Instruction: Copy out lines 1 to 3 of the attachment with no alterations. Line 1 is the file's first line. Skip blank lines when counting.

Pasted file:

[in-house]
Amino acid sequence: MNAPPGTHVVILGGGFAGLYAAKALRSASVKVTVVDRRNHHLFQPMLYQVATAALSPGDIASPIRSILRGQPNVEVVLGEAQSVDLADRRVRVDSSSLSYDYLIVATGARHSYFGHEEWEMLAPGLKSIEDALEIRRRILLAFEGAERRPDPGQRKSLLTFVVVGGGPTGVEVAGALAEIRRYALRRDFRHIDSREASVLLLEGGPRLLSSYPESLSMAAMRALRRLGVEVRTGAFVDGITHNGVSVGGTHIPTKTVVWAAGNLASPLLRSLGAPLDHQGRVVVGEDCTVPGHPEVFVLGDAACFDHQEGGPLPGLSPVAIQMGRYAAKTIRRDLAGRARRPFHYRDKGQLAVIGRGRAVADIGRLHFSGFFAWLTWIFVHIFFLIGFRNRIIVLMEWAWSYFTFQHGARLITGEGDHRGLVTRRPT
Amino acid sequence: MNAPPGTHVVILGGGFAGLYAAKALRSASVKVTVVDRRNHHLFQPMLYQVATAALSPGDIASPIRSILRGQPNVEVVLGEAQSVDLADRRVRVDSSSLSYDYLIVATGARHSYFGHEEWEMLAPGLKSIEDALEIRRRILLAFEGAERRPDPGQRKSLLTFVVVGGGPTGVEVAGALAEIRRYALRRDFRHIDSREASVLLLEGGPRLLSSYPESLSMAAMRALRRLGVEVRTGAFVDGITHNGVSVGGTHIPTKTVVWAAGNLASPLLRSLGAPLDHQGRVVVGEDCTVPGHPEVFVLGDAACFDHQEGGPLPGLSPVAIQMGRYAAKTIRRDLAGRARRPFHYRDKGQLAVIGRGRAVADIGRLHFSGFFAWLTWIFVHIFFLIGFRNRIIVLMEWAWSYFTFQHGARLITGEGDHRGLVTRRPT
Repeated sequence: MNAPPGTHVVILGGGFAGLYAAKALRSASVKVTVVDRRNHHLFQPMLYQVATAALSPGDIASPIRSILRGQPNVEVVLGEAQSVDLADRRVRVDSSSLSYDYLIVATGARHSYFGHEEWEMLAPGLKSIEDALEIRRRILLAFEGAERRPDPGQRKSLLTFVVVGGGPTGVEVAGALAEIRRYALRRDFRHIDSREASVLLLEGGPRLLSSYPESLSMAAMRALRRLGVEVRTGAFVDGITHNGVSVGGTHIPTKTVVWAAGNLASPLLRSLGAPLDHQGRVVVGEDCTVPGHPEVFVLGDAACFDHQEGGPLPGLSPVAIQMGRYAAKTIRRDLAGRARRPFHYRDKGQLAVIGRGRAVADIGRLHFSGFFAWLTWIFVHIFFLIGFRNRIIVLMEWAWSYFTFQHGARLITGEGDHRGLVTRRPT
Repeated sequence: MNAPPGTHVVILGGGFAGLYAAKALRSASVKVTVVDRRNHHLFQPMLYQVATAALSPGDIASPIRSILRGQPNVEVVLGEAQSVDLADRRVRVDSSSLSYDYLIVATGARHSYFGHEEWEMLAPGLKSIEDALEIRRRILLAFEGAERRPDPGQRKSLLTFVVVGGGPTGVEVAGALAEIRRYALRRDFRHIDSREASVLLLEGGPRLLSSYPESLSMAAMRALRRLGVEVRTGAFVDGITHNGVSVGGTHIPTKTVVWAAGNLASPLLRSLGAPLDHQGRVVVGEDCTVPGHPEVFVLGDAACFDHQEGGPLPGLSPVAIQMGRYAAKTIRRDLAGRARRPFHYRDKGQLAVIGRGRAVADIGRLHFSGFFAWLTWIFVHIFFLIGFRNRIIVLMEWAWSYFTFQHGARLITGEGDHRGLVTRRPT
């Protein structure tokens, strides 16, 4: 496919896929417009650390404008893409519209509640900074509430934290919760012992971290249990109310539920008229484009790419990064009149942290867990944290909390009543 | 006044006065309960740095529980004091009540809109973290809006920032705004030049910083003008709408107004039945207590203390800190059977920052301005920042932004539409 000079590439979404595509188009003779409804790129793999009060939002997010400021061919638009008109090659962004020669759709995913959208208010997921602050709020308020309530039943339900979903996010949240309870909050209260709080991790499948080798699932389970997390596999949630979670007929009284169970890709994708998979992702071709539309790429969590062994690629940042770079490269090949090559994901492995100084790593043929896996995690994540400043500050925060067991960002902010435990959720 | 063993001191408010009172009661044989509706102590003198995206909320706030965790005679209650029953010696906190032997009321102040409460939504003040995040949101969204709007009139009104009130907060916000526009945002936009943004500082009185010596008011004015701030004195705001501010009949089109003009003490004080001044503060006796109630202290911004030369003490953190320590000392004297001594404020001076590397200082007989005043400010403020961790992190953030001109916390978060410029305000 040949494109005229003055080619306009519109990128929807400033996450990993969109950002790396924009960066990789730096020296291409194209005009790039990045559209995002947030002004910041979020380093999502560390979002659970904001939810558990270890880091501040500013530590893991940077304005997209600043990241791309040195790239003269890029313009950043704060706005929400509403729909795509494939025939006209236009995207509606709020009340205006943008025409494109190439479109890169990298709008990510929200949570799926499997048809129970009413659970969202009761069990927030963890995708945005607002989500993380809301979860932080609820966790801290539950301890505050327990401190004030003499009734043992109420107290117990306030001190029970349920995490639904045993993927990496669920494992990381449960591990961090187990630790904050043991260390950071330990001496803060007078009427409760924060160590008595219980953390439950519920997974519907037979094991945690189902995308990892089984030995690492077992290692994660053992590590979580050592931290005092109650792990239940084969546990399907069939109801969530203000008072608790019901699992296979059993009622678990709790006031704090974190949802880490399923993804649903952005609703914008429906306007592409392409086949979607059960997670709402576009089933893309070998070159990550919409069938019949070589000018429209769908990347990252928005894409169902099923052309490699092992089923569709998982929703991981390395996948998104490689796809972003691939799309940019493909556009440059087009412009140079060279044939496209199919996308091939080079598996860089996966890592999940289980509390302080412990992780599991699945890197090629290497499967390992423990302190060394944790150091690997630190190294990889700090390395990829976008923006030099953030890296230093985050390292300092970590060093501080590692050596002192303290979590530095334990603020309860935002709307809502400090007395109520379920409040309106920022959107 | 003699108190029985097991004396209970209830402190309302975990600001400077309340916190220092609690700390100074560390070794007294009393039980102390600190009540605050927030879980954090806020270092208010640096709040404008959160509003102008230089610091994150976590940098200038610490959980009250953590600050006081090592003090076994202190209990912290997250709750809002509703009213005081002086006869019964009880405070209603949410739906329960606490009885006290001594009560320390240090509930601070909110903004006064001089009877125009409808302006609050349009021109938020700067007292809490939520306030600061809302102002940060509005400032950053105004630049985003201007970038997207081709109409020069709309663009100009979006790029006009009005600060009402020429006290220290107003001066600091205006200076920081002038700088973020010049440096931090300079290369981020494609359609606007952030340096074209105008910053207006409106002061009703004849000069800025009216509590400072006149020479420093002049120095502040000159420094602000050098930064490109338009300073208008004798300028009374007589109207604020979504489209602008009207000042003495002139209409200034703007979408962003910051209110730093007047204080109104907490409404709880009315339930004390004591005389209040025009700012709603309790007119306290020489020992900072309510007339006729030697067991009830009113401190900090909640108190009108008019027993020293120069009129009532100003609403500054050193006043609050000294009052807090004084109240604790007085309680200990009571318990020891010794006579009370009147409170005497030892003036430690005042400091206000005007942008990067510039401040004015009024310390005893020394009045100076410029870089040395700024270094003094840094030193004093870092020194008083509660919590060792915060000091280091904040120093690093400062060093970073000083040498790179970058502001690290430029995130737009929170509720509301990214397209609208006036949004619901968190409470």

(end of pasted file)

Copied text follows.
[in-house]
Amino acid sequence: MNAPPGTHVVILGGGFAGLYAAKALRSASVKVTVVDRRNHHLFQPMLYQVATAALSPGDIASPIRSILRGQPNVEVVLGEAQSVDLADRRVRVDSSSLSYDYLIVATGARHSYFGHEEWEMLAPGLKSIEDALEIRRRILLAFEGAERRPDPGQRKSLLTFVVVGGGPTGVEVAGALAEIRRYALRRDFRHIDSREASVLLLEGGPRLLSSYPESLSMAAMRALRRLGVEVRTGAFVDGITHNGVSVGGTHIPTKTVVWAAGNLASPLLRSLGAPLDHQGRVVVGEDCTVPGHPEVFVLGDAACFDHQEGGPLPGLSPVAIQMGRYAAKTIRRDLAGRARRPFHYRDKGQLAVIGRGRAVADIGRLHFSGFFAWLTWIFVHIFFLIGFRNRIIVLMEWAWSYFTFQHGARLITGEGDHRGLVTRRPT
Amino acid sequence: MNAPPGTHVVILGGGFAGLYAAKALRSASVKVTVVDRRNHHLFQPMLYQVATAALSPGDIASPIRSILRGQPNVEVVLGEAQSVDLADRRVRVDSSSLSYDYLIVATGARHSYFGHEEWEMLAPGLKSIEDALEIRRRILLAFEGAERRPDPGQRKSLLTFVVVGGGPTGVEVAGALAEIRRYALRRDFRHIDSREASVLLLEGGPRLLSSYPESLSMAAMRALRRLGVEVRTGAFVDGITHNGVSVGGTHIPTKTVVWAAGNLASPLLRSLGAPLDHQGRVVVGEDCTVPGHPEVFVLGDAACFDHQEGGPLPGLSPVAIQMGRYAAKTIRRDLAGRARRPFHYRDKGQLAVIGRGRAVADIGRLHFSGFFAWLTWIFVHIFFLIGFRNRIIVLMEWAWSYFTFQHGARLITGEGDHRGLVTRRPT